In 1959 the Soviet probe Luna 2 became the first spacecraft to crash into the Moon. The intentional Moon strike was one of a number of early Soviet victories in the intense space race with the United States (started by the launch of Sputnik 1 in 1957).
Photo: The Luna 2 probe (NASA)
The Soviets crash a probe into the Moon.
The Russians crash-land the first Moon probe.
On 13 September 1959, the Russians triumphed with Luna 2 (also known as Lunik 2), the first Moon probe, which was intentionally crashed into the lunar surface. The mission was tracked from Jodrell Bank in the UK.
Luna 2 (E-1A series) or Lunik 2 was the second of the Soviet Union's Luna programme spacecraft launched to the Moon. It was the first spacecraft to reach the surface of the Moon, and the first man-made object to land on another celestial body. On September 14, 1959, it successfully impacted east of Mare Imbrium near the craters Aristides, Archimedes, and Autolycus.
Launch was scheduled for September 9, but the Blok I core stage was shut down after it failed to reach full thrust at ignition. The booster was removed from the pad and replaced by a different vehicle, delaying the flight by three days. Luna 2, like Luna 1, took a direct path to the Moon, a journey of around 36 hours. The Earth-Moon gravitational system forced it to follow a curved trajectory, and launch had to occur from the side of the Earth opposite the Moon. Luna 2 hit the Moon about 800 kilometres from the centre of the visible disk on 1959 September 14 at 21:02:24.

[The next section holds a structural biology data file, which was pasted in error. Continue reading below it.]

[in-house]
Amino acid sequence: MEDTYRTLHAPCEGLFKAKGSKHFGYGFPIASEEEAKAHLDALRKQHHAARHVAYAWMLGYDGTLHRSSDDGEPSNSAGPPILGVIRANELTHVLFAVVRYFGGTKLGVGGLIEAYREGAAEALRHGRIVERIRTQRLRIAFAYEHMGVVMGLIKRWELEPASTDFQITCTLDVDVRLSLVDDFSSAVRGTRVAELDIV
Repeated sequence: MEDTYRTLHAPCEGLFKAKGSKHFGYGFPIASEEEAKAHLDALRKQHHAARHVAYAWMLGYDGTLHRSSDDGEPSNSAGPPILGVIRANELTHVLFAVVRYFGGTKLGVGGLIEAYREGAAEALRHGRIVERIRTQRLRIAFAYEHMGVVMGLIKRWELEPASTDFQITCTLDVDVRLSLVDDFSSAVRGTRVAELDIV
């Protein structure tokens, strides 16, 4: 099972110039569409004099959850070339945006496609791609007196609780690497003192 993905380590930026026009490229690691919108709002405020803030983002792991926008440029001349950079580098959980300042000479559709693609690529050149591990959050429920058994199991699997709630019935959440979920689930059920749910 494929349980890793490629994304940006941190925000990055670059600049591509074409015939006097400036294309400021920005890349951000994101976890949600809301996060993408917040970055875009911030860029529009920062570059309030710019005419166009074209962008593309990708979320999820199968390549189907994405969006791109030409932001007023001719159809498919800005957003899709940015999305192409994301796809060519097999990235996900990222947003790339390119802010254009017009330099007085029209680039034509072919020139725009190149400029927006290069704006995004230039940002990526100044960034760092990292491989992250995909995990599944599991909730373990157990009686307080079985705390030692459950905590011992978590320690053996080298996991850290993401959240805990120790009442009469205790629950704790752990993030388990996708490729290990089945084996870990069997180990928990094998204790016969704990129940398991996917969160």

Luna 2 was similar in design to Luna 1, a spherical spacecraft with protruding antennas and instrument parts. The instrumentation was also similar to Luna 1, including scintillation counters, geiger counters, a magnetometer, Cherenkov detectors, and micrometeorite detectors. There were no propulsion systems on Luna 2 itself.
Once Luna 2 was split from its upper stage it started transmitting information back to earth using three different transmitters. These transmitters were providing precise information on its course allowing scientist to calculate that Luna 2 would hit its mark on the moon around 00:05 on September 14. In order to be able to get a visual of Luna 2 from Earth on September 13 it released a vapor cloud that would expand into a 650 km diameter that would be seen by observatories in Alma Ata, Byurakan, Abastuma, Tbilisi, and Stalinabad. This vapor cloud also acted as an experiment to see how the sodium gas would act in a vacuum and zero gravity.
The last stage of the rocket that carried Luna 2 did not carry any type of tracking device so there was uncertainty as to where it landed, but it did hit the Moon surface about 30 minutes after Luna 2 hit.